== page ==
An alarming warning bell should be sounding for Taika Waititi with the worldwide release of the big, dumb, clunker Blades of Glory. Blades co-directors Josh Gordon and Will Speck were nominated for an Academy Award in 1999 for best live-action short (the same category Taika scored in for Two Cars, One Night) and since then have registered only commercial and sitcom credits, until this … this … fiasco.
If Blades of Glory took any longer to write than it takes to watch then I’ll be jiggered. Tiresome Will Ferrell and out-of-his-depth Jon Heder are the World’s top male figure-skaters in 2002, fiercely competitive and equally juvenile. An altercation on the victory dais sees them stripped of their shared gold medals and banned from all competition. Redemption is written in the screenwriters’ handbook, however, and a loophole allows them to compete together in the pairs.
It occurs to me that film-makers rarely bother to write for Ferrell any more, they just stick a camera in front of him for hours on end and let him riff. At least that’s how it seems to this disappointed reviewer.
Back when I was at University all the girls who weren’t hanging out in Wimminspace were dreaming of being either Frida Kahlo or Holly Golightly in Breakfast at Tiffany’s. It’s taken me 20 years but I finally got to see it this weekend and can totally see the attraction: she’s skinny, alcoholic, unreliable and bonkers. Who wouldn’t see a role model there?
Based on the Truman Capote novel, Breakfast at Tiffany’s is the blueprint for modern romantic comedy. The A‑Team’s George Peppard is a failed novelist who moves in to the apartment above Ms Golightly (Audrey Hepburn), a popular society girl who supports herself by visiting a local mafia boss in prison and talking about the weather. Peppard is, of course, immediately smitten despite her clear desire to marry a very rich man to save her brother from the Army (or, worse, Idaho). A dodgy Japanese caricature by Mickey Rooney is the only bum note in an otherwise lovely, escapist, experience.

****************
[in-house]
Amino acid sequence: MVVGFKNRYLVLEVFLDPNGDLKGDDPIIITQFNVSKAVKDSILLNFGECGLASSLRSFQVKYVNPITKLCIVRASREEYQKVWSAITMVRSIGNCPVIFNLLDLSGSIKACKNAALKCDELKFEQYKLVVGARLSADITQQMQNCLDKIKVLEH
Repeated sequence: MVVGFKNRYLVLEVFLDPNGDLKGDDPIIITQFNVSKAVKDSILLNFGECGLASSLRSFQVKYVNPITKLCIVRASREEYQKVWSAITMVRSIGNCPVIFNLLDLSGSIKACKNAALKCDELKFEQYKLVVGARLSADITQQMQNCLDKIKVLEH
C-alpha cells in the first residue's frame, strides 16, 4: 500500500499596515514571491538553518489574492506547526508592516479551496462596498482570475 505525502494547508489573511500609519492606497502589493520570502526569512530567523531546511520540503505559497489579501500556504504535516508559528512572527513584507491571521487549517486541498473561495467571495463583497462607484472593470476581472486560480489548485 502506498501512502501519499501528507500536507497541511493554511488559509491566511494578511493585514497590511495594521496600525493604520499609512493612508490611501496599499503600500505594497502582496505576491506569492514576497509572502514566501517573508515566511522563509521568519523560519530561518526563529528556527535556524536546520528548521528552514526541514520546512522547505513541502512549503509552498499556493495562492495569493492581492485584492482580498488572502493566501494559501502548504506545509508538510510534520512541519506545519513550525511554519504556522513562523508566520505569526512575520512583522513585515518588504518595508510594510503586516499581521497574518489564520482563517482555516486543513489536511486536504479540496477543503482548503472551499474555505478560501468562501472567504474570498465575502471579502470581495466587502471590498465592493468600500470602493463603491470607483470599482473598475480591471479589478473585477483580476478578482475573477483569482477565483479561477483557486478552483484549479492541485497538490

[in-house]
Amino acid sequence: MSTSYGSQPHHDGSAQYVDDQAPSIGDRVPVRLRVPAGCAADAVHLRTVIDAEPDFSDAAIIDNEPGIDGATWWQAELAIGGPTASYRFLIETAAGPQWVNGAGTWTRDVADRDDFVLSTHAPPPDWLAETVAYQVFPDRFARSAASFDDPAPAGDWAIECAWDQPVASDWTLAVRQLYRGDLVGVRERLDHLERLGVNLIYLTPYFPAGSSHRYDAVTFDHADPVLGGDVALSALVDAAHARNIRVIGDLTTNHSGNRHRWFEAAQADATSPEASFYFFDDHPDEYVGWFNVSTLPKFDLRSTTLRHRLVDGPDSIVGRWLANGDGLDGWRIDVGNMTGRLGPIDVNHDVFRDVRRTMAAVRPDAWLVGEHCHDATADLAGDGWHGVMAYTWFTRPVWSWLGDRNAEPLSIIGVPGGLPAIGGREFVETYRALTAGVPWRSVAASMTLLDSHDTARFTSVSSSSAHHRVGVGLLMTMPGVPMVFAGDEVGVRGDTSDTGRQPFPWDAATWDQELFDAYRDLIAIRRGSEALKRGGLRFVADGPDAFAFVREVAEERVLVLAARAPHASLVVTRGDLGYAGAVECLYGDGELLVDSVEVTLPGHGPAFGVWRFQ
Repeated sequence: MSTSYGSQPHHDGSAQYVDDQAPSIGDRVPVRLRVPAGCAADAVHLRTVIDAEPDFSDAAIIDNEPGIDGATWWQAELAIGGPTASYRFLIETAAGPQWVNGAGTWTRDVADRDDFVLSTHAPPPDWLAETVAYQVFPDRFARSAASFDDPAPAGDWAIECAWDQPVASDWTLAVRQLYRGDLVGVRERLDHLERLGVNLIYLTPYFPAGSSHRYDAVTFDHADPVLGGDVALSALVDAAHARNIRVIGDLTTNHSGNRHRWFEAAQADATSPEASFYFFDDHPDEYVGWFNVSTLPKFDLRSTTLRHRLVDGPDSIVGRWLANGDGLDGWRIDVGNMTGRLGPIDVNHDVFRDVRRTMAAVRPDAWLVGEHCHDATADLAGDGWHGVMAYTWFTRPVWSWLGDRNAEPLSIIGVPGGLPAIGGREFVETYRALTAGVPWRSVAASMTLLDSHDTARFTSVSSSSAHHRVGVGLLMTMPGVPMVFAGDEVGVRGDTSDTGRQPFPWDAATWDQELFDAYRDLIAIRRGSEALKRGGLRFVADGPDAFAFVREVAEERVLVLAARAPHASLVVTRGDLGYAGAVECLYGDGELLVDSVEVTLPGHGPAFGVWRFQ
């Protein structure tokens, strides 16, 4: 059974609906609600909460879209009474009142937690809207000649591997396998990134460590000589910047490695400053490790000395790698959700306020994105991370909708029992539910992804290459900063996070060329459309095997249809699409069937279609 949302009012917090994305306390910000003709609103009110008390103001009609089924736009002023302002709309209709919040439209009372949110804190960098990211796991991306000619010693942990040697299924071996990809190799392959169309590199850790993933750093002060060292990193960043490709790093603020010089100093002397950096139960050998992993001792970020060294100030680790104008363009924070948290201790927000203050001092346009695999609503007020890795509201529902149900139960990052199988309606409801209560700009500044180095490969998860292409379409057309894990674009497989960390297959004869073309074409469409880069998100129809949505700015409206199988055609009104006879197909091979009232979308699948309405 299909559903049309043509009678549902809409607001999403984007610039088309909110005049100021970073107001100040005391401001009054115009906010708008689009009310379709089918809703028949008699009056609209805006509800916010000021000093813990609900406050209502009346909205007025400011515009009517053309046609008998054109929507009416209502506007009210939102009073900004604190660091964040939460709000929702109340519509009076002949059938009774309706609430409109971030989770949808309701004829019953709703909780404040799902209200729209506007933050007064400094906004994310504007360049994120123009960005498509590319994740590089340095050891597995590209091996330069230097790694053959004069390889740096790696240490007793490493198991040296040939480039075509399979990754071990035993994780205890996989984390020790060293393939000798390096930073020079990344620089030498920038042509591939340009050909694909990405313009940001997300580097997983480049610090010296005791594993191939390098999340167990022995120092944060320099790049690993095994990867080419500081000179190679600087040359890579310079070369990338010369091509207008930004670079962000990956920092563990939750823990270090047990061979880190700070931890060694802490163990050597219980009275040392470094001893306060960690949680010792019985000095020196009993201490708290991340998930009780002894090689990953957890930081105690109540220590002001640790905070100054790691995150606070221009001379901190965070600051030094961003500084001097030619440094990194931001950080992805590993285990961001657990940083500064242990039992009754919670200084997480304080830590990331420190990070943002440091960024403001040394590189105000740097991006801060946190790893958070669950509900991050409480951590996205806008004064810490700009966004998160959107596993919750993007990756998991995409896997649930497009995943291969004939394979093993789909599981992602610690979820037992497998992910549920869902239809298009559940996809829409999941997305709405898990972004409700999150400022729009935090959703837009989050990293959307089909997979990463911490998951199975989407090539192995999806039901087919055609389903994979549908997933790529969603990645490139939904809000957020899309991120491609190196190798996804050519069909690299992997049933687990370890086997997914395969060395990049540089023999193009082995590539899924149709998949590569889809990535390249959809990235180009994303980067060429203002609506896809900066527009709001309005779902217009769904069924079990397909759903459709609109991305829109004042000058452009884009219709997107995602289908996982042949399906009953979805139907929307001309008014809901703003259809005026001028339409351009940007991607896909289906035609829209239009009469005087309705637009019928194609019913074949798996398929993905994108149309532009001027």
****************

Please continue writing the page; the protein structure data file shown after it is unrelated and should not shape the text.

I thought the first Fantastic Four movie was a miscast, misbegotten attempt to squeeze some dollars out of the least likely Marvel franchise and the sequel has actually taken the package downhill, if that’s possible. Mr Fantastic (Ioan Gruffudd) is about to marry the Invisible Woman (Jessica Alba), despite the annoying distractions of unusual cosmic radiation, weird weather patterns and the US Army demanding he do something about it all. The cause of the carnage is one of Marvel’s most unusual characters, the Silver Surfer, and he’s preparing the ground for Galactus, eater of planets.
Fantastic Four is awful: the jokes are lame, the plot is risible, characters relate to each other on only the most inane level and the effects look cheap. Every frame of this film should be ashamed of itself.
Far more enticing, and better value for money, is Paris je t’aime, a collection of 20 short films on the subject of Paris and love. There’s some lovely work in there by actors like Juliette Binoche, Maggie Gyllenhaal and Bob Hoskins and top directors like Walter Salles, Gus Van Sant and Isabel Coixet. And the great thing about a film like this is that if you don’t like one, another will be along in a minute.
Printed, in possibly truncated or improved form, in Wellington’s Capital Times on Wednesday, 27 June 2007.